|Being shot by a Gogolak is not half|
as painful as watching his movie.
Hostage. Could they have come up with a more generic sounding name? It reads like a movie-of-the-week. Something playing in the background of a more steadfast action film. It’s about as colorful as a black & white labeled can that simply reads: BEER. Standing in Vons, am I going to opt for that or the similarly priced PBR, or Miller High Life? Of course, I’m going to go for the other two. At least they have some character. Some semblance of a personality. Granted, BEER might taste better than the Pabst or the High Life, but it’s not really selling me on its image. Hostage has far too much going on within its self-contained narrative to be considered a generic action picture. It fails on a lot of levels, sure. But it works at times, and when it does, it excels at besting the bastardized works that are posthumously labeled “Direct-to-Video.” Hostage deserves a better name. As of now, IMDB lists 12 other films with the exact same title in just the past five years. Its indistinguishable.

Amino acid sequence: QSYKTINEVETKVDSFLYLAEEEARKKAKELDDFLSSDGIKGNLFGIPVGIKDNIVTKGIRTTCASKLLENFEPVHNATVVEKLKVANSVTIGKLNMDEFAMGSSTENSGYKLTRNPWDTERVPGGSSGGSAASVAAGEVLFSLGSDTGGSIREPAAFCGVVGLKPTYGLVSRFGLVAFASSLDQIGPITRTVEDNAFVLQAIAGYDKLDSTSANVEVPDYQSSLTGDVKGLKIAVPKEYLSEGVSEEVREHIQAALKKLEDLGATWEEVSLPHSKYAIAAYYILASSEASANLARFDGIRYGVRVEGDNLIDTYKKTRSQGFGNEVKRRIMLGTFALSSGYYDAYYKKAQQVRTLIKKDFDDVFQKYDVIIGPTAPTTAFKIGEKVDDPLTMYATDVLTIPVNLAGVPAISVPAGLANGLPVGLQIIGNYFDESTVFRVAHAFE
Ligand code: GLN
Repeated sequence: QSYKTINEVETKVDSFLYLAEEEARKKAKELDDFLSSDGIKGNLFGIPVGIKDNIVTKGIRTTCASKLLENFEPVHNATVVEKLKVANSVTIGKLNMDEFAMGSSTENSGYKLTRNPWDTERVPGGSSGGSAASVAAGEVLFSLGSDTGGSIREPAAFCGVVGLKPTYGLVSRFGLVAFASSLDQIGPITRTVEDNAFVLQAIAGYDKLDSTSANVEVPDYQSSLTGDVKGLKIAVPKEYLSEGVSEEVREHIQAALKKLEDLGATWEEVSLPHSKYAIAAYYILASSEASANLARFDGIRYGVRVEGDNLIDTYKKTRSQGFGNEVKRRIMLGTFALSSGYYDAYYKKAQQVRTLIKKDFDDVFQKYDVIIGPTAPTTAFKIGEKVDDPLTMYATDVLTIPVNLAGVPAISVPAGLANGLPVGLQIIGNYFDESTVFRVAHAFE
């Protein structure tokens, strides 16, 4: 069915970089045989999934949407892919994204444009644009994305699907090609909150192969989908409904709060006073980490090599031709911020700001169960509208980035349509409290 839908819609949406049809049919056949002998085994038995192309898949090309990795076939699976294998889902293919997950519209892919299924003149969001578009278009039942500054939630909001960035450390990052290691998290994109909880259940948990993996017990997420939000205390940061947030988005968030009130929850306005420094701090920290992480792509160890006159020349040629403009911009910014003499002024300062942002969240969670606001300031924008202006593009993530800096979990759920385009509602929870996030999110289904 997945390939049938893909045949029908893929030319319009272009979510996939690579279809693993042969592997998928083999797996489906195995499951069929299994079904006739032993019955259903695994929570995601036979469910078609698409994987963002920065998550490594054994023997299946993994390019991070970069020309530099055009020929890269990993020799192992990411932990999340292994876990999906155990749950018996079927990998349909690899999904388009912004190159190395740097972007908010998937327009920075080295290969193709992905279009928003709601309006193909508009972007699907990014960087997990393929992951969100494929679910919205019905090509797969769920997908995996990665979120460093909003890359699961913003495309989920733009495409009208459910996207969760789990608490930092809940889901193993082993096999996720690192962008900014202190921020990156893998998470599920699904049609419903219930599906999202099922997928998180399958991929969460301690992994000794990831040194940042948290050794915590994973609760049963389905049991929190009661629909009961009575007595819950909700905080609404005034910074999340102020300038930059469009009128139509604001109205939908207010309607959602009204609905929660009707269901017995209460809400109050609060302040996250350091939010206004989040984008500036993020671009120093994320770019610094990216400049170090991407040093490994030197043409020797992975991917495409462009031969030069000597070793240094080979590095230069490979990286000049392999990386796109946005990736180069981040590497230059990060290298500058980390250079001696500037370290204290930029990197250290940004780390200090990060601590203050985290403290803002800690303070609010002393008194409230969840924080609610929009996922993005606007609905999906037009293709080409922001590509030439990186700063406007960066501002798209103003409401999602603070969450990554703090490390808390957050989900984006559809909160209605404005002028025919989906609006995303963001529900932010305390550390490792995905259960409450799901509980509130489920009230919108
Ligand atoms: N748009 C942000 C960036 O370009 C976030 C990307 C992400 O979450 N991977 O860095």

|Help me help myself.|
Some might consider the last few years a low point for Bruce. Alas, his entire career has been so up and down, he’s never really had to succumb to a callback. Sometimes he hits the ball, sometimes he doesn’t. He’s batting fifty-fifty at an even flow that is unmatched by any other working actor to date. He’s never fully slid into has-been territory. Not like his contemporaries have. After Moonlighting, entire audiences booed his “coming soon” trailer for Die Hard. A few months later, they were cheering the film. He rode high into the night until back-to-back misfires Bonfire of the Vanities and Hudson Hawk brought his dust cloud down and vaporized the man’s overall star quality. He didn’t linger long on the outskirts of town. He quietly tossed a few hits into the mix with The Last Boy Scout and Death Becomes Her. Then he lost his initial footing with a handful of wrought gut pictures. Pulp Fiction swept in and drove him right back to the top of the A list alongside the nearly deceased John Travolta. This rejuvenation propelled him skyward with one hit after another, culminating in the Box Office stunner The Sixth Sense. Then, with the exception of his other M. Night Shyamalan directed venture Unbreakable; Willis’ career took a nosedive that he’s still currently trying to recover from.
|The 12th film in 5 years|
to be entitled Hostage.